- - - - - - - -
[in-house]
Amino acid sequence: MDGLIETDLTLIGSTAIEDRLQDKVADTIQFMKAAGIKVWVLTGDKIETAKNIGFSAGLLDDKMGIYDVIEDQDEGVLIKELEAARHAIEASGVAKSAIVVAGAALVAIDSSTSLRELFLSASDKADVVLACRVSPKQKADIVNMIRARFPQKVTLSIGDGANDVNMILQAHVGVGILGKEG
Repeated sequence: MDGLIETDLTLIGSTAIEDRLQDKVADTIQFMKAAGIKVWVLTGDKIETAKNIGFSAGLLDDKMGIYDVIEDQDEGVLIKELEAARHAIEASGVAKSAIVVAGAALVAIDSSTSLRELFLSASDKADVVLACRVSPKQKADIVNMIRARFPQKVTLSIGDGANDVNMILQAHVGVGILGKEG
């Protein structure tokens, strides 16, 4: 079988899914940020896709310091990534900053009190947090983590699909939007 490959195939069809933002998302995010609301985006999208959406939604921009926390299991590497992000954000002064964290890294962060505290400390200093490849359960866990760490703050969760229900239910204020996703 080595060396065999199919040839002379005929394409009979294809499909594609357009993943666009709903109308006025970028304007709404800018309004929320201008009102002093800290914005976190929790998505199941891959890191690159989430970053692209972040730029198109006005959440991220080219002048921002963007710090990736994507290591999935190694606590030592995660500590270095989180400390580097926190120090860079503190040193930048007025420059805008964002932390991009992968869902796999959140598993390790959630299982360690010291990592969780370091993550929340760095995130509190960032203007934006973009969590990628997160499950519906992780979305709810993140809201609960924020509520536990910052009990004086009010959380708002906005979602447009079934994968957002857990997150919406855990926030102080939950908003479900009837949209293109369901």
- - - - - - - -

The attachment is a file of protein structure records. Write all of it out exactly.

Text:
[in-house]
Amino acid sequence: MDGLIETDLTLIGSTAIEDRLQDKVADTIQFMKAAGIKVWVLTGDKIETAKNIGFSAGLLDDKMGIYDVIEDQDEGVLIKELEAARHAIEASGVAKSAIVVAGAALVAIDSSTSLRELFLSASDKADVVLACRVSPKQKADIVNMIRARFPQKVTLSIGDGANDVNMILQAHVGVGILGKEG
Repeated sequence: MDGLIETDLTLIGSTAIEDRLQDKVADTIQFMKAAGIKVWVLTGDKIETAKNIGFSAGLLDDKMGIYDVIEDQDEGVLIKELEAARHAIEASGVAKSAIVVAGAALVAIDSSTSLRELFLSASDKADVVLACRVSPKQKADIVNMIRARFPQKVTLSIGDGANDVNMILQAHVGVGILGKEG
């Protein structure tokens, strides 16, 4: 079988899914940020896709310091990534900053009190947090983590699909939007 490959195939069809933002998302995010609301985006999208959406939604921009926390299991590497992000954000002064964290890294962060505290400390200093490849359960866990760490703050969760229900239910204020996703 080595060396065999199919040839002379005929394409009979294809499909594609357009993943666009709903109308006025970028304007709404800018309004929320201008009102002093800290914005976190929790998505199941891959890191690159989430970053692209972040730029198109006005959440991220080219002048921002963007710090990736994507290591999935190694606590030592995660500590270095989180400390580097926190120090860079503190040193930048007025420059805008964002932390991009992968869902796999959140598993390790959630299982360690010291990592969780370091993550929340760095995130509190960032203007934006973009969590990628997160499950519906992780979305709810993140809201609960924020509520536990910052009990004086009010959380708002906005979602447009079934994968957002857990997150919406855990926030102080939950908003479900009837949209293109369901």